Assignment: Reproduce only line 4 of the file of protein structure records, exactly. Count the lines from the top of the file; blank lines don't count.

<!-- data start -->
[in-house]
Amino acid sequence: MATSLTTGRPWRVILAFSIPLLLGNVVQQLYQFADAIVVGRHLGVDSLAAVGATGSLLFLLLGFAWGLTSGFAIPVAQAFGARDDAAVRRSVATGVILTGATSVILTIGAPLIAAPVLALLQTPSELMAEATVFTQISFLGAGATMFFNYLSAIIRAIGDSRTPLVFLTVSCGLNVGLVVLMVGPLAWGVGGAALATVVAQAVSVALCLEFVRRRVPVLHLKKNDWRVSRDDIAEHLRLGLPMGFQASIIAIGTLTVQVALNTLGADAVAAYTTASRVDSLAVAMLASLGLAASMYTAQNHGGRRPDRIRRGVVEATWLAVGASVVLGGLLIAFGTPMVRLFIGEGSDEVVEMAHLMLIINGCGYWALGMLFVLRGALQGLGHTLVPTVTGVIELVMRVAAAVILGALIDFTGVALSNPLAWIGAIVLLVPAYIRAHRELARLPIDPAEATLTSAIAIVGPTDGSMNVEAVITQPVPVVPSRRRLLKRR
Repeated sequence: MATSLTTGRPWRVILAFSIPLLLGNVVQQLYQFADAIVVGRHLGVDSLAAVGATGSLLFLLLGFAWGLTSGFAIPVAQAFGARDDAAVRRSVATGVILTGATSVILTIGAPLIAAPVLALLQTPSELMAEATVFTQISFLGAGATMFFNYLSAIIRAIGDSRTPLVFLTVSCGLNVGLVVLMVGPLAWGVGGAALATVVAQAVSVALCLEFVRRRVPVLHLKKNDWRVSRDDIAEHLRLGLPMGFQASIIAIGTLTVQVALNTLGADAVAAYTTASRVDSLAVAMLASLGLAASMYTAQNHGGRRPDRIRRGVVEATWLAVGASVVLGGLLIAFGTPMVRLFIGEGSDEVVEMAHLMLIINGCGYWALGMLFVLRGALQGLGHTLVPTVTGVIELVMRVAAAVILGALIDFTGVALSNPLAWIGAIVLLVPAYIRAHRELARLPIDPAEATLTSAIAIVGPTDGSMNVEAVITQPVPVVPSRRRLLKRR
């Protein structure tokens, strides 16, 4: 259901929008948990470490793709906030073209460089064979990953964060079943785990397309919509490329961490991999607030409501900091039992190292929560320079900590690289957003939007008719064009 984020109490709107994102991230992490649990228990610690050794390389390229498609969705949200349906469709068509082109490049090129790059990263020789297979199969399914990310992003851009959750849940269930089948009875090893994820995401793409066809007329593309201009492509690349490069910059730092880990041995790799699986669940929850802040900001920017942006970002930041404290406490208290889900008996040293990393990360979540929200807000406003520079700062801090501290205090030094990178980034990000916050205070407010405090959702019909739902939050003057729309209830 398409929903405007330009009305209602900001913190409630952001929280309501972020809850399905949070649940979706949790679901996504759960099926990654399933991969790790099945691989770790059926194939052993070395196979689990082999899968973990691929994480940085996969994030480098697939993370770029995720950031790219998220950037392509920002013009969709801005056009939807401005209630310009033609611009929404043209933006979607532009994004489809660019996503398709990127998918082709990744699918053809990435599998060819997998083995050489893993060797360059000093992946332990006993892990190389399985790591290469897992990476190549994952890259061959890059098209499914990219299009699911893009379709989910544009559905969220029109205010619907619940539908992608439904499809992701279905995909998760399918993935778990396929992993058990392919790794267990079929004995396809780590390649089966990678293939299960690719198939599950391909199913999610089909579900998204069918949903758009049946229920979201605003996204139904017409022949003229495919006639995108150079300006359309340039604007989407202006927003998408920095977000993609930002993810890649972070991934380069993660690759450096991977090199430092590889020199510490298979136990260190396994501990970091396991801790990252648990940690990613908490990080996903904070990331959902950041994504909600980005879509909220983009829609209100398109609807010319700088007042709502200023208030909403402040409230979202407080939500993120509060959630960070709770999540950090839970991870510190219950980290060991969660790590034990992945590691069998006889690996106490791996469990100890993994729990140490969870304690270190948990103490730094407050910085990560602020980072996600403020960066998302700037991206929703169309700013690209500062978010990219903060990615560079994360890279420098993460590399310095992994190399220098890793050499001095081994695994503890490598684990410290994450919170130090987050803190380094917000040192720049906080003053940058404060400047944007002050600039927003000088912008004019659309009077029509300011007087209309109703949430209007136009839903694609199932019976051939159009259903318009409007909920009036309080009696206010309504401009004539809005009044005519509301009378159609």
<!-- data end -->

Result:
């Protein structure tokens, strides 16, 4: 259901929008948990470490793709906030073209460089064979990953964060079943785990397309919509490329961490991999607030409501900091039992190292929560320079900590690289957003939007008719064009 984020109490709107994102991230992490649990228990610690050794390389390229498609969705949200349906469709068509082109490049090129790059990263020789297979199969399914990310992003851009959750849940269930089948009875090893994820995401793409066809007329593309201009492509690349490069910059730092880990041995790799699986669940929850802040900001920017942006970002930041404290406490208290889900008996040293990393990360979540929200807000406003520079700062801090501290205090030094990178980034990000916050205070407010405090959702019909739902939050003057729309209830 398409929903405007330009009305209602900001913190409630952001929280309501972020809850399905949070649940979706949790679901996504759960099926990654399933991969790790099945691989770790059926194939052993070395196979689990082999899968973990691929994480940085996969994030480098697939993370770029995720950031790219998220950037392509920002013009969709801005056009939807401005209630310009033609611009929404043209933006979607532009994004489809660019996503398709990127998918082709990744699918053809990435599998060819997998083995050489893993060797360059000093992946332990006993892990190389399985790591290469897992990476190549994952890259061959890059098209499914990219299009699911893009379709989910544009559905969220029109205010619907619940539908992608439904499809992701279905995909998760399918993935778990396929992993058990392919790794267990079929004995396809780590390649089966990678293939299960690719198939599950391909199913999610089909579900998204069918949903758009049946229920979201605003996204139904017409022949003229495919006639995108150079300006359309340039604007989407202006927003998408920095977000993609930002993810890649972070991934380069993660690759450096991977090199430092590889020199510490298979136990260190396994501990970091396991801790990252648990940690990613908490990080996903904070990331959902950041994504909600980005879509909220983009829609209100398109609807010319700088007042709502200023208030909403402040409230979202407080939500993120509060959630960070709770999540950090839970991870510190219950980290060991969660790590034990992945590691069998006889690996106490791996469990100890993994729990140490969870304690270190948990103490730094407050910085990560602020980072996600403020960066998302700037991206929703169309700013690209500062978010990219903060990615560079994360890279420098993460590399310095992994190399220098890793050499001095081994695994503890490598684990410290994450919170130090987050803190380094917000040192720049906080003053940058404060400047944007002050600039927003000088912008004019659309009077029509300011007087209309109703949430209007136009839903694609199932019976051939159009259903318009409007909920009036309080009696206010309504401009004539809005009044005519509301009378159609």